Fabulous Resources and Extension Ideas for This Month’s Cover Story

By Lauren Salisbury
April 15, 2019

Tim Flachy/Getty Images

The gripping nonfiction article in the May issue of Scope, written mostly in second person, draws students into the world of bats. In particular,  “Stalking the Bat Killer” explores white-nose syndrome (WNS), a disease that is devastating bat colonies across the U.S., and how people are trying to help.

After reading the article, explore the guiding questions and resources below to keep your students' learning going.

What makes bats such extraordinary and important animals?   

Check out these two videos and a website:

Visiting the Largest Bat Colony on Earth!

What are scientists across the U.S. doing to tackle the problem of WNS?

  • Studying the survivors: The Pennsylvania scientists in this National Geographic video are studying how some bats are adapting to the fungus and surviving.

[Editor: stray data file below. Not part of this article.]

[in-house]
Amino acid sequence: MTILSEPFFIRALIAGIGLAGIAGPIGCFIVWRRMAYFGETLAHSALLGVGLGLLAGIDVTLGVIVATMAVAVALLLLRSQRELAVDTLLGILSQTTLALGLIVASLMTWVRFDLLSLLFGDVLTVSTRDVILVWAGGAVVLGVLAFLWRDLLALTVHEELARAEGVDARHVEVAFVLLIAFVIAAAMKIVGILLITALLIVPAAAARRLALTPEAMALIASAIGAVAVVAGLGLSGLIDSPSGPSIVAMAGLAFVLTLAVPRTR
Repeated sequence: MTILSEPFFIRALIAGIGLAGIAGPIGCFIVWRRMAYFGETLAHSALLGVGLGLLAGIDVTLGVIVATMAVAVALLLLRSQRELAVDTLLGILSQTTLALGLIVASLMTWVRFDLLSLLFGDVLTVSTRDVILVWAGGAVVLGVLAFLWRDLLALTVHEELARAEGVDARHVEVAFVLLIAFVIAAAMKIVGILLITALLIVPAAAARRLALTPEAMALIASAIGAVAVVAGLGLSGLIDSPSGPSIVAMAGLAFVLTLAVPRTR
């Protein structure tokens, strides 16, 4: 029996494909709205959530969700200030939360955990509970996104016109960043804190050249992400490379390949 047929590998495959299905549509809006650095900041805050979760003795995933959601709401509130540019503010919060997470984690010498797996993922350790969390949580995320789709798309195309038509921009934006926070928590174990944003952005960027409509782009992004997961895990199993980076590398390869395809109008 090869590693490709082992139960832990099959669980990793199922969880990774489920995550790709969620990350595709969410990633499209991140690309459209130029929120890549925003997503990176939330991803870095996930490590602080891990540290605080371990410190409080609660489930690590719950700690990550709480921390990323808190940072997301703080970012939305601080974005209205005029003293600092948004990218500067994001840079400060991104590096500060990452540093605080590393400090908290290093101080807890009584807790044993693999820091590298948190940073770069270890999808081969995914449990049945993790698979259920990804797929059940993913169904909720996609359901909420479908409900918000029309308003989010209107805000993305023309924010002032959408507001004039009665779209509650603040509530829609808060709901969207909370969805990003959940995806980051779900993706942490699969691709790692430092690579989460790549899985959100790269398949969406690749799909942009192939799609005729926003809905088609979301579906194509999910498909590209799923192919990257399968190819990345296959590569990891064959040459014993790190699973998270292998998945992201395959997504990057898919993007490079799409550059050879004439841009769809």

• Treating the infected: The Michigan scientists in this Vice News video are treating infected bats with a special compound that is helping some bats survive the winter.
  • Early detection: The South Carolina, Missisippi, and Arkansas researchers in this Untamed Science video are developing ways to help with early detection and treatment of WNS.
  • Delaying the disease: The Missouri scientists in this National Geographic video are using a special bacteria—the same one that delays the ripening of fruits and vegetables—to delay WNS from peaking during the critical months while bats are hibernating. Scientists hope that doing this will give bats a better chance of survival.
White Nose Syndrome Is Killing Millions Of Bats In The U.S.

What threats do bats in my state or region face?

If your students are completing the writing prompt on page 10, the following organizations’ websites are a great place to start. Students can use this guided-writing activity to help organize and present their research.

2 engaging activities to choose from:

  • Research a species of bat that lives in your region or state. In an essay, slideshow, video, or podcast, explain the key biological features of the bat, the role the bat plays in its ecosystem, any threats the bat currently faces, and ongoing conservation efforts. Be sure to interview at least one bat expert.
  • Create your own TED talk about why bats are important, what threats they face, and what we can do to help. Use information from “Stalking the Bat Killer” and the resources above.
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